The managers’ training that has been put in place this year is a huge step in the right direction for the company. It’s thorough, well developed, and most of all gets the point of the job across. Where it falls down, however, is communicating the differences between the supporting role of the ASM and the all-or-nothing accountability needed for a store manager. The current training is excellent for converting high-integrity sales associates into functionally trained ASMs – but will begin to do a very poor job of preparation on behalf of the company for the transition from ASM to store manager. The job of the manager is, of course, to do this training – but with no standardized book specific to the manager training needed, I’ve seen many instances where managers focus solely on what works for them, what they feel important, and what has helped them succeed. This lack of broad arming and diverse tools sees a lot of new managers fall down if they aren’t of exactly the right temperament to learn their new roles thoroughly. Many new managers feel that their training ends once they have the position – we need to do a better job of making sure they know nothing could be further from the truth.
The point of this is that we need to make sure that people are where they can be most effective. Encouraging an Up Or Out dynamic is harmful to our most valuable resource; the staff. As we saw with the collapse of our former parent company, Circuit City, ousting the people and replacing them with drones cannot be considered effective. No, I’ll go further and suggest that encouraging anything other than stellar performance in one’s own best style is no longer a viable model of business for retail. This new approach would see a large number of our current top performers flourish, and many of the mediocre would flounder – but I’ll freely admit that I would be among the floundering, and I believe that the personalization of how we do business is still integral. If you have four hours worth of reading time, find Linchpin by Seth Godin. The approach to business of the individual presented there is different – and it’s achievable. It’s all about trust – our people need to trust us, and we need to trust them. So do our customers.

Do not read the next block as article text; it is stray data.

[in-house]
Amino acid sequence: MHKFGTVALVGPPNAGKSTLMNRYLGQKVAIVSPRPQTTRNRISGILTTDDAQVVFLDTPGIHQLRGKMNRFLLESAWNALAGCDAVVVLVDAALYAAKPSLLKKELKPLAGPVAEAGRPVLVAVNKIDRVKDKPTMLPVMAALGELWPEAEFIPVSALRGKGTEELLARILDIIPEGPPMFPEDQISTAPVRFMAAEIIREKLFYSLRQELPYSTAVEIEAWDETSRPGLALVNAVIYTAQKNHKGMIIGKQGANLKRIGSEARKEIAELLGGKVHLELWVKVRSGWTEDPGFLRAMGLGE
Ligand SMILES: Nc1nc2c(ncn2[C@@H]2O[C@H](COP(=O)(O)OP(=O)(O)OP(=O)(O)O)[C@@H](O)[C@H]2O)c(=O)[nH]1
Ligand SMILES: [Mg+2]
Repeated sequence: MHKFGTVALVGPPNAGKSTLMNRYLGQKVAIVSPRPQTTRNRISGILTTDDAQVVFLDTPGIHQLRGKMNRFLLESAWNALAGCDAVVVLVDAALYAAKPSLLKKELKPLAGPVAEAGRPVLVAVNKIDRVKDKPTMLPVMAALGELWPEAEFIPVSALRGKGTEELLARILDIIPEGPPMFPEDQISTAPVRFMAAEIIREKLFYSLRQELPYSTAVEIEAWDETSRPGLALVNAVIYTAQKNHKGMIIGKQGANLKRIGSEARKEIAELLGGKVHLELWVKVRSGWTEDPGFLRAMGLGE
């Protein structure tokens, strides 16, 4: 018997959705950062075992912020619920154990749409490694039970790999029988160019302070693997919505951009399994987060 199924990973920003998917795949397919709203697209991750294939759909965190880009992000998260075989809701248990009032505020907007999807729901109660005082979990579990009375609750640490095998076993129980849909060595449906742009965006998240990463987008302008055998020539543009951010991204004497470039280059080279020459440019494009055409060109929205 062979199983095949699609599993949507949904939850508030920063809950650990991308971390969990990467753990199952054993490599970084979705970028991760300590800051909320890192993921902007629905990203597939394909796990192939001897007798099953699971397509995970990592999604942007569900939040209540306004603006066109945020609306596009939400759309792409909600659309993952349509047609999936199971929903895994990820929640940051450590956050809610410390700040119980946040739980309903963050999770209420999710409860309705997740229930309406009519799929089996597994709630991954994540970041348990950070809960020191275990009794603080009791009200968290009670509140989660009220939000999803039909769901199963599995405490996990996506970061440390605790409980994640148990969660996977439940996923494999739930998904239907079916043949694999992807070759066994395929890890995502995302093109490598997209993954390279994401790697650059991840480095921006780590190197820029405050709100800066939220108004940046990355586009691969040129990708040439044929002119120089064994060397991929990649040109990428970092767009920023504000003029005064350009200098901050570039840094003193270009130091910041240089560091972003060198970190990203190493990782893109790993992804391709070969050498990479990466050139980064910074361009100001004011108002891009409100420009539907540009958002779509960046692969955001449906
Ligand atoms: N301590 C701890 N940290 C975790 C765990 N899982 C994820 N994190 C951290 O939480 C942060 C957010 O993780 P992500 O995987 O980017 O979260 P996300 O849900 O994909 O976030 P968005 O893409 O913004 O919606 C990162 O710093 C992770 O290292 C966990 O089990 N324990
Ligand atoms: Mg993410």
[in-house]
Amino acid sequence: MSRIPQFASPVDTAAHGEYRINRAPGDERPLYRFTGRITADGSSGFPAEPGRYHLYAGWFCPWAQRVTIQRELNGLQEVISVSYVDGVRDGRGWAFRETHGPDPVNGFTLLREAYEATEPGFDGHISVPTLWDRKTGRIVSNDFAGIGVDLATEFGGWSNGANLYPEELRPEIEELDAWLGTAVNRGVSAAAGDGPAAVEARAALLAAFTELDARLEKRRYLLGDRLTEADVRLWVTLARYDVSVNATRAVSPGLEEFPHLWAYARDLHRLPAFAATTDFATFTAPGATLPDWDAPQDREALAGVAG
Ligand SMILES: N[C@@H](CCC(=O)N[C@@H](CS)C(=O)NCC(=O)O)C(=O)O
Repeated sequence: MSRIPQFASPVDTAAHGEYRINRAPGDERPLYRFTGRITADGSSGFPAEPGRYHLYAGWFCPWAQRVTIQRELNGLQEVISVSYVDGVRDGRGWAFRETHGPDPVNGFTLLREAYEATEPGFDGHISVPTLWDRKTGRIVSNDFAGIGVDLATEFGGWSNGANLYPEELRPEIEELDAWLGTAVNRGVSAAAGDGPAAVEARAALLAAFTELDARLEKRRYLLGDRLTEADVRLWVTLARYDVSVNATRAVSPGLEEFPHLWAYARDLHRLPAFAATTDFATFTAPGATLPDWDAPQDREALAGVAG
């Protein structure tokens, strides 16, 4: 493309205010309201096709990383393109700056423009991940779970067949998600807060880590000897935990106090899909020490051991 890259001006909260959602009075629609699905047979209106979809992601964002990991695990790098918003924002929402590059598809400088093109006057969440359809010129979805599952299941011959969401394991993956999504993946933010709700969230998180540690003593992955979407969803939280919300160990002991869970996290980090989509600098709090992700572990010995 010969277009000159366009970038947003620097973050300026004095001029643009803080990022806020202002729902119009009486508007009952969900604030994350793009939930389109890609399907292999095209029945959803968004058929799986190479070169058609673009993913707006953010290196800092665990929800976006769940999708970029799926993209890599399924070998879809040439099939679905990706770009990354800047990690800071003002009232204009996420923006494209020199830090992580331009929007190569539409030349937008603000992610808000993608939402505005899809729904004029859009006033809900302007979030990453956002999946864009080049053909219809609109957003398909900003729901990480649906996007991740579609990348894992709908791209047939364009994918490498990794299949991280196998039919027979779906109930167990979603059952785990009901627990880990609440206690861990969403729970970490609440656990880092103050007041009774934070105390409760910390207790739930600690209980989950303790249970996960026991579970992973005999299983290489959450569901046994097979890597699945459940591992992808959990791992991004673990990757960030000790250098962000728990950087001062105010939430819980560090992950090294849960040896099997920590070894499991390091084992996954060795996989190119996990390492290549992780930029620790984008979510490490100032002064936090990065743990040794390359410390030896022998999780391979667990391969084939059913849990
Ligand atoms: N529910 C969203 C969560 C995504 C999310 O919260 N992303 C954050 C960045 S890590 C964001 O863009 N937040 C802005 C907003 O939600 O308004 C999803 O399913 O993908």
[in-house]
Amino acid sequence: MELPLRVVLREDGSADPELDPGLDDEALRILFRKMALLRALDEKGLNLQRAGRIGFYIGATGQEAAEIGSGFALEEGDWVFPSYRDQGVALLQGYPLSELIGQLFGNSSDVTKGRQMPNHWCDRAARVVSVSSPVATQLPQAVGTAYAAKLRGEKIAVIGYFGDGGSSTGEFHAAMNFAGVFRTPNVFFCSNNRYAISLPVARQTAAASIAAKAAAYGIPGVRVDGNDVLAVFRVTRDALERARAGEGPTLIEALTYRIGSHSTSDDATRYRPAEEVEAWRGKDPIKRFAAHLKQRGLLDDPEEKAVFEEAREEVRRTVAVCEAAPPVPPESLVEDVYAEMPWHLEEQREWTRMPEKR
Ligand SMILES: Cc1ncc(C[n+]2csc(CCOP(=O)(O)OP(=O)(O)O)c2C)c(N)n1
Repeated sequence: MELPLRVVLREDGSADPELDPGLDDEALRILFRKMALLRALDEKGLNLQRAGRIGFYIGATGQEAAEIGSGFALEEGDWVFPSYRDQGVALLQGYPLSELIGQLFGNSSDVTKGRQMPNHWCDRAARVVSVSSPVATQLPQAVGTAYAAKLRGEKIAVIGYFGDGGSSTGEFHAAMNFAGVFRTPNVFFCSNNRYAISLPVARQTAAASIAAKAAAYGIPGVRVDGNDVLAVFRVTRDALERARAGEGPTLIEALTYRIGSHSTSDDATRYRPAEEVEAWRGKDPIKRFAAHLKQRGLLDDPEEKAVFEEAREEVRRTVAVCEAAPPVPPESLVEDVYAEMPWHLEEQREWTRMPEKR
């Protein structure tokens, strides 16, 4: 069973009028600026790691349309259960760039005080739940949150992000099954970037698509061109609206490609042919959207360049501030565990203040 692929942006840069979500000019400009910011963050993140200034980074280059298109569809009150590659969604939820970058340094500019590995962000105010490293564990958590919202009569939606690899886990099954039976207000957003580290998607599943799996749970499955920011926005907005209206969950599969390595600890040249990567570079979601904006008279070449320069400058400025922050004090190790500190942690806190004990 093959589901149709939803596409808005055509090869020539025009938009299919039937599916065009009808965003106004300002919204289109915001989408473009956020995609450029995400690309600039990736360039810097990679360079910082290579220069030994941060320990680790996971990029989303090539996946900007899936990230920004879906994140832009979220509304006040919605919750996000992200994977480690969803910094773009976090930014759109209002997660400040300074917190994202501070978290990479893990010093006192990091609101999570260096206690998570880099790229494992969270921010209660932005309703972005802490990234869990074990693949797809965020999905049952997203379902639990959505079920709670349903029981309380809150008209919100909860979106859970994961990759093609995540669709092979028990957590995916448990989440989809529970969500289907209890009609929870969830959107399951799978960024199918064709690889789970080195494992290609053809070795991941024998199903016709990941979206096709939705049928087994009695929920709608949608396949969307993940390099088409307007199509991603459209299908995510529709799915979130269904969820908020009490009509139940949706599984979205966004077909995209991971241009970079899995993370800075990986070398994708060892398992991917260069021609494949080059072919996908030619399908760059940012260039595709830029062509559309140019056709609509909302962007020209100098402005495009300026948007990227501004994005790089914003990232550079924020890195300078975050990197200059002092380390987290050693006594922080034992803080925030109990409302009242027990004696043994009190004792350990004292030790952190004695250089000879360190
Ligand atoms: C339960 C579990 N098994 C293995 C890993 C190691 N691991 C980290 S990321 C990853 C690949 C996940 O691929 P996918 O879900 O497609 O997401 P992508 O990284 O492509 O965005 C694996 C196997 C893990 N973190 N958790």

Speaking of customers – we’ve got to do better by them. This is made wholly more difficult by the tracking systems we have in place. The attach tracking that was in place while I was a manager was part of the reason that, for nearly the entire five months I was manager of (my old store), my store was in statistical gains, profit gains, and sales gains of between 20-30% – consistently. Now, however, the UPT system backed by $/hour and $/ticket has left me at the bottom ten of the rolling 90 day report since its inception, and landed on the failing-staff-monitoring program over the last Christmas season. My work habits have not changed. My sales habits and method have not changed. My dedication to customer service has not changed. The model changed, and the model is failing.